Caught In The Catch-22 Of Joint Pain And Weight Gain? What Are Your Options?

Suffering from pain in your hips, knees, ankles, or lower back can leave you without the desire (or even ability) to do much exercise beyond walking. However, a lack of exercise can exacerbate weight gain, putting your sore joints through even more strain as they are tasked with the duty of carrying extra weight. What can you do to increase your exercise and reduce your weight without increasing your joint pain and pressure? Read on to learn more about some low-impact exercises that can help you lose weight, as well as some of the clinical options that can make you more mobile. 

What exercises should have the least impact on your joints?

Two of the most effective low-impact exercises are bicycling and swimming. While bicycling may not be right for everyone due to the angle at which you're required to bend your knees, it can be a worthwhile exercise for those with hip or lower back issues that prevent high-impact activities like jogging or basketball. You may want to toy around with the angle and resistance of your recumbent bicycle to increase the number of calories burned with your workout or try interval training (in which you spend short intervals at high speed and resistance and then follow with a cooling-off period before ramping up the resistance again).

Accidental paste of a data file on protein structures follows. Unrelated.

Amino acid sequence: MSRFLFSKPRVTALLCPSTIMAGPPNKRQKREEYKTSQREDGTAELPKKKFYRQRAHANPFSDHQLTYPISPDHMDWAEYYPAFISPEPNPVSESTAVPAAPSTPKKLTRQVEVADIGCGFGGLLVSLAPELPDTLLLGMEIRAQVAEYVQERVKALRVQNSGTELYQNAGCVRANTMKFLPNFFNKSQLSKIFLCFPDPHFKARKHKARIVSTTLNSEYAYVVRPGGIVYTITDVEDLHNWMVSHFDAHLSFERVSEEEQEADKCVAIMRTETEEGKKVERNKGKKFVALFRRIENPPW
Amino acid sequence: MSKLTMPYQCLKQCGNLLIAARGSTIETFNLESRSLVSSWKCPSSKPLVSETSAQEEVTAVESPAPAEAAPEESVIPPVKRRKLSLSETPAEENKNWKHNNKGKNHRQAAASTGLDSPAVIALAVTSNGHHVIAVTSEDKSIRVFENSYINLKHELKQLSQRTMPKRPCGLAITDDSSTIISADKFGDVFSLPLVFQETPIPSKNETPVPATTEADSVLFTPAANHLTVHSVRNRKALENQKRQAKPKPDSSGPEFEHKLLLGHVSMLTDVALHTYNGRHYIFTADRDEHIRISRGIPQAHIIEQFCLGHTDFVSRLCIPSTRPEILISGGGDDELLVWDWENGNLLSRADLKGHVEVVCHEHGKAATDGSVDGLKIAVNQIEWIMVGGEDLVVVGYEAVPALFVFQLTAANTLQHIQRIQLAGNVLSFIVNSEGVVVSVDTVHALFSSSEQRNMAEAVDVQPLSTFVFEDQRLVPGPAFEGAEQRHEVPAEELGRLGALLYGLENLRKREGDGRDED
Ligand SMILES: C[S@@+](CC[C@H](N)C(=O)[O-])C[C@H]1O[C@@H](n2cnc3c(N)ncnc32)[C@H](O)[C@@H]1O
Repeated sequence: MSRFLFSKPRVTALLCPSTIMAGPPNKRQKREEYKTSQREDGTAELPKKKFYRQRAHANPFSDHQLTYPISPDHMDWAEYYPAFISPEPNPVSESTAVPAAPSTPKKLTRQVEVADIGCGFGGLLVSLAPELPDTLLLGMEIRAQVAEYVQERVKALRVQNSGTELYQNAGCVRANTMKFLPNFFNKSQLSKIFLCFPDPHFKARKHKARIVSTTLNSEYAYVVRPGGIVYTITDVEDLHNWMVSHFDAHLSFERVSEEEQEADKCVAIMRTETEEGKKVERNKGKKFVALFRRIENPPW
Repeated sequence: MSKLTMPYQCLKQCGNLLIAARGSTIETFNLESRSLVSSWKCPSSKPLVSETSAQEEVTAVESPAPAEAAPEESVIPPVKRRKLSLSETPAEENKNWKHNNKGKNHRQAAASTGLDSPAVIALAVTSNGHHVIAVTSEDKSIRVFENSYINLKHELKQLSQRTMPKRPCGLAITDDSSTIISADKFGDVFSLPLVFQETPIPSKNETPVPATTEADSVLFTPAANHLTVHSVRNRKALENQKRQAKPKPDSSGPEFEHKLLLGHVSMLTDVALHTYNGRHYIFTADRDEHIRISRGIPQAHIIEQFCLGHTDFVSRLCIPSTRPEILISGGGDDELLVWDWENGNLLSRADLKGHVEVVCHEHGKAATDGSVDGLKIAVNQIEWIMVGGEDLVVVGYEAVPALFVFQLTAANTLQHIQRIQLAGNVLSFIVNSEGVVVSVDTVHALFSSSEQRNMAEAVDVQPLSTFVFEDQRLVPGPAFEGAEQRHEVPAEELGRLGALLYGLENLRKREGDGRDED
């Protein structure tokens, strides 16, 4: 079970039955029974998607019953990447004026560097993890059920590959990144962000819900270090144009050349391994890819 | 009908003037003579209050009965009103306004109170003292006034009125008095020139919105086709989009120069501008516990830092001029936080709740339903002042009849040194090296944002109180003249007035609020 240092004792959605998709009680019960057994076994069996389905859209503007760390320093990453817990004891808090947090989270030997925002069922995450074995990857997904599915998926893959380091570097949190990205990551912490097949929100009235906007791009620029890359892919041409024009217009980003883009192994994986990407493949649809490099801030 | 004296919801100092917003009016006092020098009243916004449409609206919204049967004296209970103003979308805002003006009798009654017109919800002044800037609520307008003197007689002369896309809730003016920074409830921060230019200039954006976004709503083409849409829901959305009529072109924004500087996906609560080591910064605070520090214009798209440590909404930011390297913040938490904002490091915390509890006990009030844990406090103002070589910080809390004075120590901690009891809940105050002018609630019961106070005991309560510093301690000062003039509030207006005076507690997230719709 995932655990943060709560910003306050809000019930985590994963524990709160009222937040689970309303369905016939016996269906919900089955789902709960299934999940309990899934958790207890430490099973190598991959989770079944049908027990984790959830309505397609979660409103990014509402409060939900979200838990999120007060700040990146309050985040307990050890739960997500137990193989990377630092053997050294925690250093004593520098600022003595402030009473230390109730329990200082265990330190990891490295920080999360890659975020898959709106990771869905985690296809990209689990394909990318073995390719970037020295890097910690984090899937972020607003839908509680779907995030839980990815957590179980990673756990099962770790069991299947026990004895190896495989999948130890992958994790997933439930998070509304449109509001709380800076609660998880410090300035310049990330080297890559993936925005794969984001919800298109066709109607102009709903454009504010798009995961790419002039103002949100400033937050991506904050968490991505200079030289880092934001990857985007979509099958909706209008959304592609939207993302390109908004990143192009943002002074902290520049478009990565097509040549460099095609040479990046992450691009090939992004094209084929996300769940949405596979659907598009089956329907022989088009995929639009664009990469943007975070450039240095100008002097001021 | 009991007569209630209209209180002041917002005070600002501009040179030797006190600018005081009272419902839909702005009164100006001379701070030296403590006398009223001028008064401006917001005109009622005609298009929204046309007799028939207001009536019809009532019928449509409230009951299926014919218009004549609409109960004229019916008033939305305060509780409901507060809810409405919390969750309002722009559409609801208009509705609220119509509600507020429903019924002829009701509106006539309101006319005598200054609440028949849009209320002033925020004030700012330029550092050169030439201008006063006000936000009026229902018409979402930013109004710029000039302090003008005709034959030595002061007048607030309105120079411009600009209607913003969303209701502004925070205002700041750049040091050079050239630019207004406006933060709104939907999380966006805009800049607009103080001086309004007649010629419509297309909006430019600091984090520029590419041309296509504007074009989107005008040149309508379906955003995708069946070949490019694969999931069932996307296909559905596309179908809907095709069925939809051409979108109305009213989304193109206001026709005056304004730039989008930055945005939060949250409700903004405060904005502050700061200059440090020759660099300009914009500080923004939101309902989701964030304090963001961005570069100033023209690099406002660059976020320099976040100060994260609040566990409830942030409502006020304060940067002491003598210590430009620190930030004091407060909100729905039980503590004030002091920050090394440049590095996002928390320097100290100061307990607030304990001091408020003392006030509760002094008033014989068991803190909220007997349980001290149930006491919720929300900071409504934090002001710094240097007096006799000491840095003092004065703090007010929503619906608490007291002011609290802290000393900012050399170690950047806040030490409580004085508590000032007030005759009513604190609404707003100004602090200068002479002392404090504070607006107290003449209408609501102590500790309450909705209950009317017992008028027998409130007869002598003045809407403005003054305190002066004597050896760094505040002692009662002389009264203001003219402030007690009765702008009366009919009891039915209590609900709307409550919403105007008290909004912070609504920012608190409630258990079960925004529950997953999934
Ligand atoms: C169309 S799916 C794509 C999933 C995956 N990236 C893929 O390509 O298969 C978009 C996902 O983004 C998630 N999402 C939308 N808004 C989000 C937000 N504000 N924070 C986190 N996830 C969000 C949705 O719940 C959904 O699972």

And whether you perform water aerobics, swim laps, or just spend some time splashing in the water, you'll be able to gain strength and endurance in a nearly weightless environment. Swimming can burn a high number of calories per hour, and the therapeutic environment of the water can allow you to exercise far longer than you'd otherwise be able to. In order to gain a full-body workout, you'll want to perform both strokes and kicks to strengthen these muscles. 

Are there any clinical options that can make it easier to exercise without pain?

Often, the right equipment can make all the difference in pain-free versus painful exercise. You may want to utilize an orthopedic brace or another type of supportive brace that can hold your joints in place during exercise -- your orthopedist should be able to recommend the most appropriate options. You may also want to pay for a few sessions with a physical therapist or personal trainer who specializes in clients with joint issues and can ensure that you're performing exercises in the proper position and at the proper speed.

For more information contact a provider like Northern Care Inc Prosthetics & Orthotics.